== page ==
To put it shortly, Grabovski’s offensive skills were extremely underutilized under Randy Carlyle, whoturned Grabovski into a checker instead of a scorer. As a checker, Grabo still did a fantastic job, but as a fantasy player he became irrelevant. Grabovski is a very skilled hockey player but under Randy Carlyle his skills were being used to do things that don’t help your fantasy hockey team.

So on to this season and Grabovski signs on with the Capitals where he will be surrounded by talent and penciled in to once again center a second line. Grabovski will almost certainly see more time on a more prolific power-play and could potentially even see time on the top unit. This is the exact opportunity that Grabovski’s career needed. After being bought out last season and on a one-year deal this season, you know that Grabovski won’t lack for motivation.

So what is Grabovski’s upside in the coming season? Let’s head back to Fantasy Hockey Geek to see where he might stack up.

If Grabovski does indeed get deployed as C2 and sees time on the power-play, then my belief is that his upside would be a season that looks something like this:

 

Player

G

A

+/-

PIM

SOG

PPP

Mikhail Grabovski

30

30

10

60

230

15

 

Now, using the “What-if” analysis tool on FHG that comes with the Season Toolkit, I enter in my projections to see how it would affect Grabovski’s value in the coming season. The results show Grabo as having a FHG value of 35.6 in this league, which would make him the 60th most valuable player and the 12th most valuable center!

Of course, the scenario I put above is probably an absolute best case scenario for Grabovski, so I went ahead and ran what I consider (my opinion) a “worst-case” scenario in the what-if. I went with the following stat line:

 

Player

G

A

+/-

PIM

SOG

PPP

Mikhail Grabovski

23

27

5

50

200

11

 

If Grabo comes in at a more modest 50 points and less power-play production, FHG calculates that he would drop to the 200th most valuable player in the league. Depending on the opportunities that he gets with Adam Oates, this scenario is also entirely possible. (My personal estimate would be somewhere in the middle: around 55 points and about the 100th most valuable player).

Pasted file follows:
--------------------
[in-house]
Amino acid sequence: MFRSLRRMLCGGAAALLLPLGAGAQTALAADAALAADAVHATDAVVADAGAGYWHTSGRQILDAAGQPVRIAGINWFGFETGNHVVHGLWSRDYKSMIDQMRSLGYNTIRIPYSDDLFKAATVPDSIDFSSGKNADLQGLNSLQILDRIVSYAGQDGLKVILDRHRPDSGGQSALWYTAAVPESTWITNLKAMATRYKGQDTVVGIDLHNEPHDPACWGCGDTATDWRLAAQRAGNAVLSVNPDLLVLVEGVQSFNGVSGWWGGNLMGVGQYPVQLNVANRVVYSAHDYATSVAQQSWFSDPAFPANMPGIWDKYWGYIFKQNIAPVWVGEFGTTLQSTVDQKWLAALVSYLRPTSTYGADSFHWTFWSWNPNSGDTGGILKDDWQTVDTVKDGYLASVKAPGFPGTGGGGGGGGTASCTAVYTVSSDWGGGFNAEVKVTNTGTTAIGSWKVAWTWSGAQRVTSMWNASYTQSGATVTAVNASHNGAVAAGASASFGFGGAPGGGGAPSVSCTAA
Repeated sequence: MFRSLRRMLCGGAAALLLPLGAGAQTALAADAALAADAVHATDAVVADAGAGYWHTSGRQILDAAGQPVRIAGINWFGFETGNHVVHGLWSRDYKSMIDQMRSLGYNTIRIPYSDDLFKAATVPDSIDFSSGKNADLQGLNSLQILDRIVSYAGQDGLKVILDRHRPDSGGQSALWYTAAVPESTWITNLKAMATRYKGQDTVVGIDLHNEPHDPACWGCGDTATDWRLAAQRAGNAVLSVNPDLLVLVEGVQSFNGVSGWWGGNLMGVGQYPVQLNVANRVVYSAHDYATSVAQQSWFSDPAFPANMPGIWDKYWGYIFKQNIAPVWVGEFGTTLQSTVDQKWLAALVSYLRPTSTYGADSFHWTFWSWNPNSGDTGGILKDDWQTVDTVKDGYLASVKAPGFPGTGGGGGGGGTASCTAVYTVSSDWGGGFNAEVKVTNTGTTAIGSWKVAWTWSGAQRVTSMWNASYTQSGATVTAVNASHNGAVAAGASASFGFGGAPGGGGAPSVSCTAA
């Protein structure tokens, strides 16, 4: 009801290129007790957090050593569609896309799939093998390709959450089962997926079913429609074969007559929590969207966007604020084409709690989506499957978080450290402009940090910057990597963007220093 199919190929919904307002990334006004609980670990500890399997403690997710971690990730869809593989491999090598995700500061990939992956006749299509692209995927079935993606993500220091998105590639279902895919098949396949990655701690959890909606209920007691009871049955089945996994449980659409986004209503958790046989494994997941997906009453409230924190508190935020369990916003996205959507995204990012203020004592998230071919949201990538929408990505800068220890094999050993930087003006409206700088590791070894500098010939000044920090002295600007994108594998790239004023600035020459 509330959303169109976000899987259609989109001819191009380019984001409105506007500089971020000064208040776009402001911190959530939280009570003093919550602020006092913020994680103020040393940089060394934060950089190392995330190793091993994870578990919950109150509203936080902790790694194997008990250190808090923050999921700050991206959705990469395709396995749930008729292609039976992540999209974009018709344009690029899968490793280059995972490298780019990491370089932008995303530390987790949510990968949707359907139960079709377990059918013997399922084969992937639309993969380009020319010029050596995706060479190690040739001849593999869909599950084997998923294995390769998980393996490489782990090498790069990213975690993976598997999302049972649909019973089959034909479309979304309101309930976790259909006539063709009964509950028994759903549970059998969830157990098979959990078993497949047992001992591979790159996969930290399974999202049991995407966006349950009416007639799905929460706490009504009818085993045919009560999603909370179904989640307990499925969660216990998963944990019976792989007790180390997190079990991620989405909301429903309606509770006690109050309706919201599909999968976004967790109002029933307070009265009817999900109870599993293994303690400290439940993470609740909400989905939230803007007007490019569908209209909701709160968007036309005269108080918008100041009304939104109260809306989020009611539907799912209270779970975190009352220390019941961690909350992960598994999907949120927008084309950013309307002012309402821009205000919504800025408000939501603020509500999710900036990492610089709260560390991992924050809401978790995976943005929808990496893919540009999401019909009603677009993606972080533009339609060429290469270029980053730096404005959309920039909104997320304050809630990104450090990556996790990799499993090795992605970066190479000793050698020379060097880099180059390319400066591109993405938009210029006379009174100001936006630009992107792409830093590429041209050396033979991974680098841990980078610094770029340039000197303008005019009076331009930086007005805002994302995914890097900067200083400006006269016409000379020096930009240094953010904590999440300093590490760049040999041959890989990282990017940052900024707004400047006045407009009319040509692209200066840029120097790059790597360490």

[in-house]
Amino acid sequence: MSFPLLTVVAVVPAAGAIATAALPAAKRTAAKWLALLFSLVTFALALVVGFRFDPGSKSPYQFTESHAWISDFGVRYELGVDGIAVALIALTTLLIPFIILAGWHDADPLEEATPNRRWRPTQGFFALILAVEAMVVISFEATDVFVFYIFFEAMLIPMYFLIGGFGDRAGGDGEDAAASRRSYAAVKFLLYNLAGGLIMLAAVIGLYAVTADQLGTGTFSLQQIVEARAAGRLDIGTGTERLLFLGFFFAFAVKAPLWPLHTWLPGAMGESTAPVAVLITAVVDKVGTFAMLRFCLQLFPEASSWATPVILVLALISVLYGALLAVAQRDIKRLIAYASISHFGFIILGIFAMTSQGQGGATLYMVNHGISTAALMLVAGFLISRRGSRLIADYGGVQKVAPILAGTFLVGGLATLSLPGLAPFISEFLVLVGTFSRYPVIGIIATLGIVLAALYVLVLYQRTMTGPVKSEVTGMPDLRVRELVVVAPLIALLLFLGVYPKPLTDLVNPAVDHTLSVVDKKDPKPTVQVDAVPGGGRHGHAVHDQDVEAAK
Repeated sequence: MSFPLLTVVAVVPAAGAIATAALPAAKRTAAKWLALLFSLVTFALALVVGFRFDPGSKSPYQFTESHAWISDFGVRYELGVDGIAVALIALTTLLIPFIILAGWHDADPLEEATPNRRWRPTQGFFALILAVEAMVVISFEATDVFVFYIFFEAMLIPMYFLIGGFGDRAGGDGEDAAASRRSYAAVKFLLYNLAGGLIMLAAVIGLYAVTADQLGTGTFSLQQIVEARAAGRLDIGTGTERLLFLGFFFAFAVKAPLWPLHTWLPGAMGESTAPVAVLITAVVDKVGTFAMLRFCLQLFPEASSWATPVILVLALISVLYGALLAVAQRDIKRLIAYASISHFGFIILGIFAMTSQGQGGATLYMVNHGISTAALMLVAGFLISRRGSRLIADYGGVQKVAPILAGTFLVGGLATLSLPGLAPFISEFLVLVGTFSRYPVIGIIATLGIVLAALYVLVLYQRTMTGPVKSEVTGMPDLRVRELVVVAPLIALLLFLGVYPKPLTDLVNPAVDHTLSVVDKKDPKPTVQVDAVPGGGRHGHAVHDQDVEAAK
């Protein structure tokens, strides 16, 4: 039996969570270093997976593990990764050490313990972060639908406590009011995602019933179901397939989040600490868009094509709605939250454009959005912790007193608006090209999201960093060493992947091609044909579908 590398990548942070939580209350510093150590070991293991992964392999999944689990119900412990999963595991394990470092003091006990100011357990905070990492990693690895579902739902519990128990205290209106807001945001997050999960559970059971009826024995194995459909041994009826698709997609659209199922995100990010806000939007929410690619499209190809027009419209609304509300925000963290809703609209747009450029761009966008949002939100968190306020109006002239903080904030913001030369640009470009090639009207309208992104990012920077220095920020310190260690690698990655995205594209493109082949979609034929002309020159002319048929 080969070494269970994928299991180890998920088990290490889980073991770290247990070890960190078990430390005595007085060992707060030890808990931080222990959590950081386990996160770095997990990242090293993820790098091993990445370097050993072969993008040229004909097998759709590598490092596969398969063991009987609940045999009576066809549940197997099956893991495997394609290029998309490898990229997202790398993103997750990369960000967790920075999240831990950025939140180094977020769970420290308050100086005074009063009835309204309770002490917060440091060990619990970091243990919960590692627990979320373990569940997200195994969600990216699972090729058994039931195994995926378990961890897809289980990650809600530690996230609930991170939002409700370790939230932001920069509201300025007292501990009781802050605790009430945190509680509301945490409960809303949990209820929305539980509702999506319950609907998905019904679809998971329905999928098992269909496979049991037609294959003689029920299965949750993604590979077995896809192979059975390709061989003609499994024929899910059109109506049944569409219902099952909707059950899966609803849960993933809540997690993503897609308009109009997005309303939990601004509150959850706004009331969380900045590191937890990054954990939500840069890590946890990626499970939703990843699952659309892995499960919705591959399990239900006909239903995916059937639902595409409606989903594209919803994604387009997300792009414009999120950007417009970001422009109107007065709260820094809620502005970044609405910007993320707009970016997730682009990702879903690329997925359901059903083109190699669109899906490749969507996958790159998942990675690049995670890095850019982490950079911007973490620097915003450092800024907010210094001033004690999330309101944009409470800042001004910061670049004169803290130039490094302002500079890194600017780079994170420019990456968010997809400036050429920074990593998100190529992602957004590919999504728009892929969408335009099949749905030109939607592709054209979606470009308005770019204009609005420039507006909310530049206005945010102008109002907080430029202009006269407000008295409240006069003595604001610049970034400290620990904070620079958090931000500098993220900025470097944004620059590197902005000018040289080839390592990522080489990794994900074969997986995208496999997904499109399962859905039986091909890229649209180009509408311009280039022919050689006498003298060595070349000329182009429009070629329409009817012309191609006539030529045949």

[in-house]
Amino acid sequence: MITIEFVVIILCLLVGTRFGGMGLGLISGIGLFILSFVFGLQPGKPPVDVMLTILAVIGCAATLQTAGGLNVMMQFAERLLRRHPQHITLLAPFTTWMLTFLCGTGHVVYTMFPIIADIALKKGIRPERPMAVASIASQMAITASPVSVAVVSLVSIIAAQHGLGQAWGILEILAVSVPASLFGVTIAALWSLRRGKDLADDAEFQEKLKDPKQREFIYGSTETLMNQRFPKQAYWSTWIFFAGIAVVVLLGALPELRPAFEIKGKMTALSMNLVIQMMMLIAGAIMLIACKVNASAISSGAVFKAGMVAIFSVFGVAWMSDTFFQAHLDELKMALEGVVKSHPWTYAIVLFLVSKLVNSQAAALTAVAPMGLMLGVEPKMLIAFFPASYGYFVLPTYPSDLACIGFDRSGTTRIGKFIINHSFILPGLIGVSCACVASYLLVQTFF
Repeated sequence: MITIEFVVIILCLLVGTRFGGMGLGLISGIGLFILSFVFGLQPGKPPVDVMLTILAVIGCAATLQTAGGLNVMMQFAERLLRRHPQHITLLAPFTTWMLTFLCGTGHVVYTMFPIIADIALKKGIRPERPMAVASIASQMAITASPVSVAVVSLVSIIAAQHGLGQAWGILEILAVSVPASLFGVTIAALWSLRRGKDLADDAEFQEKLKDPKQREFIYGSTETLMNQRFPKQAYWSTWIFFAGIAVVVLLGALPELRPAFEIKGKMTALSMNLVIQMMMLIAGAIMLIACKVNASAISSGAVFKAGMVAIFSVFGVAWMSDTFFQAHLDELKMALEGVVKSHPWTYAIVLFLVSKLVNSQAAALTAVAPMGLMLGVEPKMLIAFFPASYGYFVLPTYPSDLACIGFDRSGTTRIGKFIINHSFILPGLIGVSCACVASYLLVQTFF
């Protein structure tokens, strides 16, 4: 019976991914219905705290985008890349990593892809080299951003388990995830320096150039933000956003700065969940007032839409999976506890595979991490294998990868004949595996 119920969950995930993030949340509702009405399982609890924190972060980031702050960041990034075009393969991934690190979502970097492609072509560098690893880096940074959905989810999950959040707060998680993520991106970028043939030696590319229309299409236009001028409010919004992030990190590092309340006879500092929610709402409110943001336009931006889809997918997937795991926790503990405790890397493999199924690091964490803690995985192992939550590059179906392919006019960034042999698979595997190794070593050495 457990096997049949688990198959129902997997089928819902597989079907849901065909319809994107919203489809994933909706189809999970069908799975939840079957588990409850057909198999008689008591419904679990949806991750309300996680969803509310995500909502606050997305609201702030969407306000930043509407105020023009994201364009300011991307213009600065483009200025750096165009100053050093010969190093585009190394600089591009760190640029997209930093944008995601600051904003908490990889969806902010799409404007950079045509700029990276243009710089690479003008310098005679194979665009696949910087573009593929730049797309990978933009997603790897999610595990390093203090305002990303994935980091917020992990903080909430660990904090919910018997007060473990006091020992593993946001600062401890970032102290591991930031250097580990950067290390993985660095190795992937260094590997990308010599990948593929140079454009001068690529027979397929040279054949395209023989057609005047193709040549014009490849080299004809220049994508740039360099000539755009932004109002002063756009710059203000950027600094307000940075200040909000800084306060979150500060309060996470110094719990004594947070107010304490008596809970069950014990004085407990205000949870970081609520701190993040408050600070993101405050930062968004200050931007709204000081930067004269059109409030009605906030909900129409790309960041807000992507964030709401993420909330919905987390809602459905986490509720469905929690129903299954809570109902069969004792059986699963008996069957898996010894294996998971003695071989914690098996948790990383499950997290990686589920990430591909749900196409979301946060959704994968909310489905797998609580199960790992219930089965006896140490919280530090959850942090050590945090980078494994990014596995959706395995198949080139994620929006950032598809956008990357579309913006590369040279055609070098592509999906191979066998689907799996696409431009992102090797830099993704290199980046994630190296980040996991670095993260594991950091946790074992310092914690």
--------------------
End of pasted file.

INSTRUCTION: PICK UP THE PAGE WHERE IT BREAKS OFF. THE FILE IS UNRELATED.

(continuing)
Here’s the rub with Grabovski though: his Yahoo! O-Rank is 441. He’s coming off of a 16-point season, his ranking is low and he doesn’t have much name power amongst casual hockey fans. This guy could stay under the radar until very late in your draft. He could go undrafted in a lot of leagues.

 

My recommendation on Grabovski:

Draft him sometime around 180th overall as your 3C or even as a bench player. You can see from the analysis above that he does have the potential to put up some solid numbers and if he is given the right opportunity (which it appears he will be), his value could soar as high as 60th overall in your league. Spending a very late pick on him is extremely low risk and the reward could be huge. I personally wouldn’t be at all surprised to see Grabovski provide his owners (in a league of this format) with more value this season than David Krejci who has an O-rank of 67 and will be drafted in rounds 6-8.

The array of tools available at Fantasy Hockey Geek are a great way to identify players who have been valuable in the past such as Grabovski. The What-If analysis tool is an amazing way to take your intuition as a GM and enter your predictions on players like Grabo to see what kind of value your sleeper pick may have in the upcoming season. To find more nuggets like Grabo – sign up for Fantasy Hockey Geek today!

 

Recent Geeks of the Week:

 

Bouncing Back 
What Went Wrong? What Did We Learn 
The 2013 All Geek Fantasy Hockey Team 
Alex Ovechkin: Geek of the Week